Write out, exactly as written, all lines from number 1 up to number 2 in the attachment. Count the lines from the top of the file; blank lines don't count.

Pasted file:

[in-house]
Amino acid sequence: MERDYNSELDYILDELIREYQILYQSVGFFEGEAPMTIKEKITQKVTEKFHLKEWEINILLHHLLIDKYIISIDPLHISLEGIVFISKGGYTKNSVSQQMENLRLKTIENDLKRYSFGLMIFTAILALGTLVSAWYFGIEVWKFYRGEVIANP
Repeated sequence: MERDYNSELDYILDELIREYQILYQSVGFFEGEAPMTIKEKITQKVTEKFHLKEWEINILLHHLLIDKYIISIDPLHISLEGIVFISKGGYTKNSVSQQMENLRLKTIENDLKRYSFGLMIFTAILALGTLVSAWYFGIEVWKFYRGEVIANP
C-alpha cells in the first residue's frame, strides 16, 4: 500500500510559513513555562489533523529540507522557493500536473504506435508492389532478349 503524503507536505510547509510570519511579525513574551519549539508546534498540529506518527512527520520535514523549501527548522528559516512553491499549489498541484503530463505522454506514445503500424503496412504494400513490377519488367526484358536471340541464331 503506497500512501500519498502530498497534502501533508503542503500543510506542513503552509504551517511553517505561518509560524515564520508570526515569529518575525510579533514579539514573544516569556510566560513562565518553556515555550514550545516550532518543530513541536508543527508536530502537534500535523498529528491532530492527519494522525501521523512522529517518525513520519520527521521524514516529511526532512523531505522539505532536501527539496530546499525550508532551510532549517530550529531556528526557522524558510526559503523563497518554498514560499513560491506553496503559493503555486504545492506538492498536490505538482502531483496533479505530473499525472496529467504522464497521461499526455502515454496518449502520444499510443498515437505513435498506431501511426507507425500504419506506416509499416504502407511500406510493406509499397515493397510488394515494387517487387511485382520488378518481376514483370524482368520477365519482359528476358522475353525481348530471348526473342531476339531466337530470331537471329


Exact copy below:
[in-house]
Amino acid sequence: MERDYNSELDYILDELIREYQILYQSVGFFEGEAPMTIKEKITQKVTEKFHLKEWEINILLHHLLIDKYIISIDPLHISLEGIVFISKGGYTKNSVSQQMENLRLKTIENDLKRYSFGLMIFTAILALGTLVSAWYFGIEVWKFYRGEVIANP